Eurocopter willing to help struggling ATE

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Eurocopter, a major creditor to South African company Advanced Technologies and Engineering (ATE), has signalled its willingness to explore ways to rescue the struggling company after it instituted business rescue proceedings in September.

Eurocopter Southern Africa spokesman Linden Birns said that the global helicopter manufacturer is “concerned about ATE’s situation.”

Birns said that, “in terms of the Business Rescue Process of the Companies Act, the High Court has appointed an Independent Practitioner to identify and assess potential rescue solutions for ATE and to determine the best course of action in the interests of the company and its creditors. Eurocopter has signalled its willingness to explore – with the Independent Practitioner and local industry – potential solutions that will ensure both the continuity of ATE as a business and its ability to fulfil its various programme obligations.”
“Eurocopter’s involvement would protect vital skills, jobs, technologies and expertise in South Africa’s aerospace and defence sector. It would also secure various successful partnering relationships that characterise and are crucial to SA’s aerospace and defence industry,” Birns said. However, he could not say what Eurocopter’s involvement would entail until the rescue plan has been approved and adopted.

ATE gave notice of a resolution passed at a special Board of Directors meeting late in September to commence business rescue proceedings in terms of Section 129 of the South African Companies Act 71 of 2008.
“ATE expected certain major international contracts to have been awarded, which did not materialise in the anticipated timeframe,” the company said in a notice. “In September 2011, a substantial foreign debtor of ATE defaulted on an undertaking to make a large payment of several overdue invoices, which caused ATE to become financially distressed (as contemplated in Section 128 (1) (f) of the Act), as it became likely that ATE would not be able to pay all of its debts, as they fall due within the ensuing six months.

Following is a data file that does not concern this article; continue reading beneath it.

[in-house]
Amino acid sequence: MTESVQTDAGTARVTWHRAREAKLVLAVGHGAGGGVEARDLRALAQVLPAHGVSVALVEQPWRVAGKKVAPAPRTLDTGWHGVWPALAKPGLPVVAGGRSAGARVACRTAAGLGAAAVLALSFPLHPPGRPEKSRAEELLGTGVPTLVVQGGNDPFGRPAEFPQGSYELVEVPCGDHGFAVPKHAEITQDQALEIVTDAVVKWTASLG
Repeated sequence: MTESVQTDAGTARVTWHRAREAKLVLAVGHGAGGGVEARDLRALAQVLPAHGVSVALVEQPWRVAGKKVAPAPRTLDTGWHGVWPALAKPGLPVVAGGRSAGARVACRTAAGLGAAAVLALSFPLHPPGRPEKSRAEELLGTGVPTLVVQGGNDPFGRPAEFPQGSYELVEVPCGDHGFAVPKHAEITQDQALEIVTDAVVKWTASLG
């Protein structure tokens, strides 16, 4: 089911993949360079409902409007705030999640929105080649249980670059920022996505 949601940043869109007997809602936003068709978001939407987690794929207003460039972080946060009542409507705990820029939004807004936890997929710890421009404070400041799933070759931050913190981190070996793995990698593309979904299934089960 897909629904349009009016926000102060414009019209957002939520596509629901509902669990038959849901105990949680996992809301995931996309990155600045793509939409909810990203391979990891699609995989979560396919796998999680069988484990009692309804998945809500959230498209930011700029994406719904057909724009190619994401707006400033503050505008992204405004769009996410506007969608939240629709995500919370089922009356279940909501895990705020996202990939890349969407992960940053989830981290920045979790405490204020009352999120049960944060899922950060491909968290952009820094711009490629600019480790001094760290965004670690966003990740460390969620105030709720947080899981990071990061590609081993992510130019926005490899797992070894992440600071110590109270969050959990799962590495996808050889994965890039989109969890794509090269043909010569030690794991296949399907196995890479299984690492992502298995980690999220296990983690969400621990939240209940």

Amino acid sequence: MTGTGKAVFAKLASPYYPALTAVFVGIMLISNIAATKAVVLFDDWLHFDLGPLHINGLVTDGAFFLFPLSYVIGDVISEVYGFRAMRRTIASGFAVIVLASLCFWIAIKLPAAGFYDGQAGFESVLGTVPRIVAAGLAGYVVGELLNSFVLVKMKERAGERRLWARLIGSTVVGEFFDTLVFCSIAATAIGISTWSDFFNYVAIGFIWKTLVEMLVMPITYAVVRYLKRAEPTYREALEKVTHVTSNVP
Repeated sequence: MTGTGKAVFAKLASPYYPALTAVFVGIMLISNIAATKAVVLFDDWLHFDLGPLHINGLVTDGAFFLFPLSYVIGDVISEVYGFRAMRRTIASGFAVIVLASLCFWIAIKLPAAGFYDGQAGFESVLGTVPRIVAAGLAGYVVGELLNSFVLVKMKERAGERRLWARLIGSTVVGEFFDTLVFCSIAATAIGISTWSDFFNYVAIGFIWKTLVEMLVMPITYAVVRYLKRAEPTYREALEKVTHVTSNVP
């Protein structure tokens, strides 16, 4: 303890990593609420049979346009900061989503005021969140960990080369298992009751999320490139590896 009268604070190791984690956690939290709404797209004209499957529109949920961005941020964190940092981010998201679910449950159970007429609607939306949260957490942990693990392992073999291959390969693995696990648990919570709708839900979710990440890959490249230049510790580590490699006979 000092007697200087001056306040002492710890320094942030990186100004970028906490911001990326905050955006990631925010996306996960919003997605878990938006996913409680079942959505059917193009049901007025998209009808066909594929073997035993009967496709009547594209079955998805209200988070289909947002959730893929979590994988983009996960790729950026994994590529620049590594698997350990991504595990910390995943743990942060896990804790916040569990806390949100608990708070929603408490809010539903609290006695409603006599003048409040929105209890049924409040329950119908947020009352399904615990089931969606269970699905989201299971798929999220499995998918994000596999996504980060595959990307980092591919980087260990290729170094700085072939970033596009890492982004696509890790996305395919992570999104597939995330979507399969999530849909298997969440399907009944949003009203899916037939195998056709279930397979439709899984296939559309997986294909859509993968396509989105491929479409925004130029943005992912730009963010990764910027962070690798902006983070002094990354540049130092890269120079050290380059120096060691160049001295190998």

Business Rescue Proceedings involve appointing a business rescue practitioner to temporarily supervise the company and the management of its affairs, business and property. The proceedings will develop and implement a rescue plan aimed at restructuring the affairs, business, property, debt, other liabilities and equity, in a way that maximises the likelihood of the company continuing in existence on a solvent basis. The practitioner has three months to table his recommended rescue plan.

The company is design authority for the navigation and weapons system (NWS) of the South African Air Force’s fleet of 24 BAE Systems Hawk Mk120 lead in fighter trainers. The NWS was developed under a R500 million (US$73 million at the time) prime avionics subcontract from BAE Systems, the first time that the latter has placed such a contract with a foreign company. BAE Systems Hawk South Africa Project Director Mike Rennardson in May 2006 said the order, when placed in April 2000, was the “biggest ever contract placed on a South African private sector aerospace firm.”

ATE has previous experience in this field, having developed the avionics for the Rooivalk attack helicopter, the Pilatus Astra primary trainer and the NWS and mission computer for the Spanish Air Force’s Mirage F-1 upgrade. The company also modernised a number of Algerian Air Force Mi-24 attack helicopters. ATE’s NWS is a fully configurable “glass cockpit” integrated with an advanced navigation and mission computer system and an `intelligent’ stores management and weapons-delivery system.

ATE is also the original equipment manufacturer for the SA Army’s Vulture unmanned aerial system (UAS), acquired under Project Klooster. There has been speculation that a system was sold to China. In June 2009 the company said it had won a first export order for its Kiwit Mini Aerial Observation System (MAOS). A company spokesman said the sale was to an undisclosed Asian country.

The Kiwit has an endurance of one hour at an altitude of 500 feet above ground level and can perform aerial observation tasks at ranges of up to 5km. The air vehicle weighs 3.5 kg and takes 10 minutes to assemble. It made its debut at Africa Aerospace and Defence (AAD) show in Cape Town in September 2008. At the time the company also hoped to sell the system to the SA Police Service to support Operation Kgwele, the FIFA Confederations Cup and World Cup security undertaking.

Also in June 2009, ATE and European helicopter giant Eurocopter announced they were developing a new-generation Stand-Alone Weapon System (SAWS) suitable for any of the EADS subsidiary’s light and medium helicopter products. A prototype was unveiled at the Paris Air Show, fitted to an AS550 Fennec light military helicopter. In a joint media release the two companies say the SAWS addresses “increased market demand for helicopters incorporating a weapon system able to match evolving mission scenarios in current and future conflicts.” It was later reported the system was being developed for a Middle Eastern customer.



Business rescue proceedings are a new phenomenon in South African law and is similar to the US “Chapter 11” bankruptcy proceedings.